"Kevin Drew just asked us," admits Hamilton. "Somehow he found us and wanted us to play with them. It was a pretty great experience. It's pretty interesting to be on [the MacEwan Hall] stage--you always think about the other people who have played on that stage like the Pixies. It's nice. It's a very 'mom' word for it, but it's nice."

The band isn't wanting when it comes to touring opportunities, but the logistics themselves cause the group to be very discriminating. With eight people, who all need to work to pay their bills; and a whole lot of equipment, it's not always the easiest thing to do an international tour. Unless you find yourselves in England.

"We've been really selective in terms of touring," explains Hamilton. "Our only American show was SXSW. When we tour in England, it's really easy--you can do it in 10 days. It's only a 45-minute drive to each place. The thing for our band is, because everyone works, our priority is choosing the best adventure for everyone."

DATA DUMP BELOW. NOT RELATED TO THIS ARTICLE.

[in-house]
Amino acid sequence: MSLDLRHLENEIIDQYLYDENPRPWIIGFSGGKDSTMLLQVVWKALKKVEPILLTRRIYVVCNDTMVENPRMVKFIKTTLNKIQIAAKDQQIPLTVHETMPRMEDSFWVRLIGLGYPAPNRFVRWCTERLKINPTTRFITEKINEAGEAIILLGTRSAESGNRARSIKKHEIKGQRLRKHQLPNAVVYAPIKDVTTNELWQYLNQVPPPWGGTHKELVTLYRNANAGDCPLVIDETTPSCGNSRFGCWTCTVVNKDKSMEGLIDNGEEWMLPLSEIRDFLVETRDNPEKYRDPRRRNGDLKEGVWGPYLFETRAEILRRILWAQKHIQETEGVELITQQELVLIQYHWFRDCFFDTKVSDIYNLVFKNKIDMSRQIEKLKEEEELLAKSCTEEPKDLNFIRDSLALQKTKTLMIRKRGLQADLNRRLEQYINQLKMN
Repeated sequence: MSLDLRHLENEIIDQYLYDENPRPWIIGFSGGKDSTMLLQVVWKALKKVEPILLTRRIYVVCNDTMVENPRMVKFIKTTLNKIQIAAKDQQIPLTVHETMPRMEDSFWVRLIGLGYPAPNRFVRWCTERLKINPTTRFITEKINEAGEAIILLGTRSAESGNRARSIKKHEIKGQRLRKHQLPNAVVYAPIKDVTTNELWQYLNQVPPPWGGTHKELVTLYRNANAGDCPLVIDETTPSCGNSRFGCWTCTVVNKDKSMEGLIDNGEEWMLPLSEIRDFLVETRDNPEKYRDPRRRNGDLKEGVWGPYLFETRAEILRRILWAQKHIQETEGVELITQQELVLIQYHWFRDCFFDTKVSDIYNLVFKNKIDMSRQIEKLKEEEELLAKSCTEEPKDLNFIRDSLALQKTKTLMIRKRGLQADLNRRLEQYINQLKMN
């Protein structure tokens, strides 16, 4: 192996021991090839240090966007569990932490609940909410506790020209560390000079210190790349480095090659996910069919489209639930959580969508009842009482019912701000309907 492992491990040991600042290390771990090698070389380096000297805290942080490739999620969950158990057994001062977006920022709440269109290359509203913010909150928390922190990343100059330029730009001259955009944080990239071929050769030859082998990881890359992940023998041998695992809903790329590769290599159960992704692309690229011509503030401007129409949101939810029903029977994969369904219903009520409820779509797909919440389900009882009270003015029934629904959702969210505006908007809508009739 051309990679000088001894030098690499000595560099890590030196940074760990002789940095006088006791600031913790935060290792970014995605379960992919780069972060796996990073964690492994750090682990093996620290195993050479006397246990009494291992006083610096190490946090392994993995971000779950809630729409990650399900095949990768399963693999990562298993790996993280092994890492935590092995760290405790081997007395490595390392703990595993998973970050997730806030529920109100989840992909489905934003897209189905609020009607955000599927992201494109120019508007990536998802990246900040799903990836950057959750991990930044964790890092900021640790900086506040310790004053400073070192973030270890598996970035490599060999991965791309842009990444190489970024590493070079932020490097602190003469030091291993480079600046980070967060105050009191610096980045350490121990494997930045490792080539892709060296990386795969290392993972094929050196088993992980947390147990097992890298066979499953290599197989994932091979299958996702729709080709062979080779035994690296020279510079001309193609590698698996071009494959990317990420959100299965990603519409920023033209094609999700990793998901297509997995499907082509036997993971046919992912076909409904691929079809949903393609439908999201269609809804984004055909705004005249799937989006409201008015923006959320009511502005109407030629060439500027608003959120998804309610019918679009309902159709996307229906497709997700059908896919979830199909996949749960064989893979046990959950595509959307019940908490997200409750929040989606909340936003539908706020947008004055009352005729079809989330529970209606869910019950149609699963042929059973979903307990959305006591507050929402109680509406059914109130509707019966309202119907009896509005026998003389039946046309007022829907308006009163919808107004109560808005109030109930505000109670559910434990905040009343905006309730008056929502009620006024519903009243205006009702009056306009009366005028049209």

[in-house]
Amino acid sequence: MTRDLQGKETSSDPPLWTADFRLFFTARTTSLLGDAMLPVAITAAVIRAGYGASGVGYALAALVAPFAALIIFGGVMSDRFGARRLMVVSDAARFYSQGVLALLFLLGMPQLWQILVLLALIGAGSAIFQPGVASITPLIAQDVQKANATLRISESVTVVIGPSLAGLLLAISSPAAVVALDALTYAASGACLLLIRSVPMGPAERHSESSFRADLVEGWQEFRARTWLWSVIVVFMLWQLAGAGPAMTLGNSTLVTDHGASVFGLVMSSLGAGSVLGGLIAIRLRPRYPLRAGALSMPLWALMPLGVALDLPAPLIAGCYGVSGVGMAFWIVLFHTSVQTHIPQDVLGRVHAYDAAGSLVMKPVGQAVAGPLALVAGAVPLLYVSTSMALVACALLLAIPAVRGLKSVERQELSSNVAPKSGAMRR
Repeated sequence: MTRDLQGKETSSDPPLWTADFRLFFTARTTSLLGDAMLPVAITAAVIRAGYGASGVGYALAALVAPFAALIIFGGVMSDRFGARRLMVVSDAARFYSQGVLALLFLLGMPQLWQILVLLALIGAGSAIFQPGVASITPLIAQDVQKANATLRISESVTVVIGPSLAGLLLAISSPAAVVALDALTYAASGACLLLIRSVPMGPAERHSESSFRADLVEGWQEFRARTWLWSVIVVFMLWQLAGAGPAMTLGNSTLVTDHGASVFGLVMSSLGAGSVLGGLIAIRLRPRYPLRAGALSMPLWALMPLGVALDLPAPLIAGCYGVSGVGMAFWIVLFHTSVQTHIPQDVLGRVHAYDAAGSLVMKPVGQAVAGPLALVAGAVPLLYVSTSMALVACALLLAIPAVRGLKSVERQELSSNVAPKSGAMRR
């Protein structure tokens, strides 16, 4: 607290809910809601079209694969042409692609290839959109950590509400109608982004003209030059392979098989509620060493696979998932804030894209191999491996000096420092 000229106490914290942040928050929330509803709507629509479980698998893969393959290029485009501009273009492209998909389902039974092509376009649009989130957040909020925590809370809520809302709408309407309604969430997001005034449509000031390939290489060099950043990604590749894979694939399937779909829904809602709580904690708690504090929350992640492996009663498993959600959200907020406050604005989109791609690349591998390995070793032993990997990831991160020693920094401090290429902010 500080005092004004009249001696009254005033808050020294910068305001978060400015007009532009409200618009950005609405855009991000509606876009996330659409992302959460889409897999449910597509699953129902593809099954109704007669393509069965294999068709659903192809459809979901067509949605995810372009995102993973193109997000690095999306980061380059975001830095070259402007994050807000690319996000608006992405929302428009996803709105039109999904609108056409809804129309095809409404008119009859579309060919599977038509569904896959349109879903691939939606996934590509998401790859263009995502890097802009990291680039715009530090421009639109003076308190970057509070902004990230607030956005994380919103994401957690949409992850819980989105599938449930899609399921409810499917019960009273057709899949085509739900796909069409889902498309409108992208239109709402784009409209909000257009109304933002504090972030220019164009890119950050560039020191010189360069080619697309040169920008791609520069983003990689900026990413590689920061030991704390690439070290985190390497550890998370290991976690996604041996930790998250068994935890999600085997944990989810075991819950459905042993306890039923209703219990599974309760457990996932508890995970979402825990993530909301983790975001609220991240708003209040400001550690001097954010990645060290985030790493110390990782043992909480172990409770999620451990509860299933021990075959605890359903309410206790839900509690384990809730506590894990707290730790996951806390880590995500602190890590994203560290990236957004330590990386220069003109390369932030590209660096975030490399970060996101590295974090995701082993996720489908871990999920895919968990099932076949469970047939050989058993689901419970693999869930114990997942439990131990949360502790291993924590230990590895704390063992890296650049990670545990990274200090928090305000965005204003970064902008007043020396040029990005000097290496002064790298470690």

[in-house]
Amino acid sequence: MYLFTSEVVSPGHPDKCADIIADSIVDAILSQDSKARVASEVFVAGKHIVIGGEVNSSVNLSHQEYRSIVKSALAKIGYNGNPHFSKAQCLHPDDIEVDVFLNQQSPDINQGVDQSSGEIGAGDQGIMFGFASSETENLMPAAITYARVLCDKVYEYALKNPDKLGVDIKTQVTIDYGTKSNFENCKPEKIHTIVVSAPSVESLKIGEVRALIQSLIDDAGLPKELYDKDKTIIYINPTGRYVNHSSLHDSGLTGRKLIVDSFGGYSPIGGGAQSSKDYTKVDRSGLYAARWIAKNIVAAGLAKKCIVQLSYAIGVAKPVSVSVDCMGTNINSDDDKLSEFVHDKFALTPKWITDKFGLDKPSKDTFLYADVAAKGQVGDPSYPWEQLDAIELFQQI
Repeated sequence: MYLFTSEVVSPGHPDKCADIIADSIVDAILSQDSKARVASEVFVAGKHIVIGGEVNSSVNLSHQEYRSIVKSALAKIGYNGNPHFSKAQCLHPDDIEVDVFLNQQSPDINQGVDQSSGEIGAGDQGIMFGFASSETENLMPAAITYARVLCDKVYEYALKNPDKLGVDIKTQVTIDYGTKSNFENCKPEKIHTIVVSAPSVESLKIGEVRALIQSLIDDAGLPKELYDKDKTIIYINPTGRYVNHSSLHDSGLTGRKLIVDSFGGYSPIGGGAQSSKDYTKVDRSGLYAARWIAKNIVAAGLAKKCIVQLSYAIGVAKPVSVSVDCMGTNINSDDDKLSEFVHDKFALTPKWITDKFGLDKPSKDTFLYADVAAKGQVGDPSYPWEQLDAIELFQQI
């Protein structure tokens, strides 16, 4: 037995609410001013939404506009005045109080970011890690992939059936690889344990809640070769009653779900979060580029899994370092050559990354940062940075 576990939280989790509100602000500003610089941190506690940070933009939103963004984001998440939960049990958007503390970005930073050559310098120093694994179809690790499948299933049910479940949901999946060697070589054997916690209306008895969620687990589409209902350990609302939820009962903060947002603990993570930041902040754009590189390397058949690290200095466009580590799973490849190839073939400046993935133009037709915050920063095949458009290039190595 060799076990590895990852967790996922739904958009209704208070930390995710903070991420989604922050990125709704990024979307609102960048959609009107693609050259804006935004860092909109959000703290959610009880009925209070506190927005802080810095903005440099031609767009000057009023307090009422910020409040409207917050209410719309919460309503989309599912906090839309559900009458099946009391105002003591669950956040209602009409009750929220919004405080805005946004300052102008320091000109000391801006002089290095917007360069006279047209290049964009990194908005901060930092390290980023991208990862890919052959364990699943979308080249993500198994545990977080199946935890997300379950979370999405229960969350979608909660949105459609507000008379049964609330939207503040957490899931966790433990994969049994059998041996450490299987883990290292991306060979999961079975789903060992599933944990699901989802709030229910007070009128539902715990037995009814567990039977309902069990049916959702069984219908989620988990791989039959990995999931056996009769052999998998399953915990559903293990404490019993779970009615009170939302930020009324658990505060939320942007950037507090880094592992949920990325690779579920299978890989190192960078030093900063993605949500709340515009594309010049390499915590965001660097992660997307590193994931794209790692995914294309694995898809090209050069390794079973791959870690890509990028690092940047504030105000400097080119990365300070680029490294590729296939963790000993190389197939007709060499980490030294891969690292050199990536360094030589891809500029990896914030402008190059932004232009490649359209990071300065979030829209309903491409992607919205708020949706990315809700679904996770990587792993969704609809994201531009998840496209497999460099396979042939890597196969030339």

Hamilton himself leaves in late Apr. to play a few shows on his lonesome for the U.K. release of their newest single That Was Good But You Can Do Better with the entire group coming in Aug. Needless to say, Hamilton seems very excited for his band's next big adventure come the summer.

"The festival we get to play when we get there in Aug. is really beautiful--the location is only 10 minutes away from Stonehenge," says Hamilton. "There's nothing like playing a really big stage full of people, then driving 10 minutes and seeing Stonehenge and the beautiful English countryside. Not many people get to do that."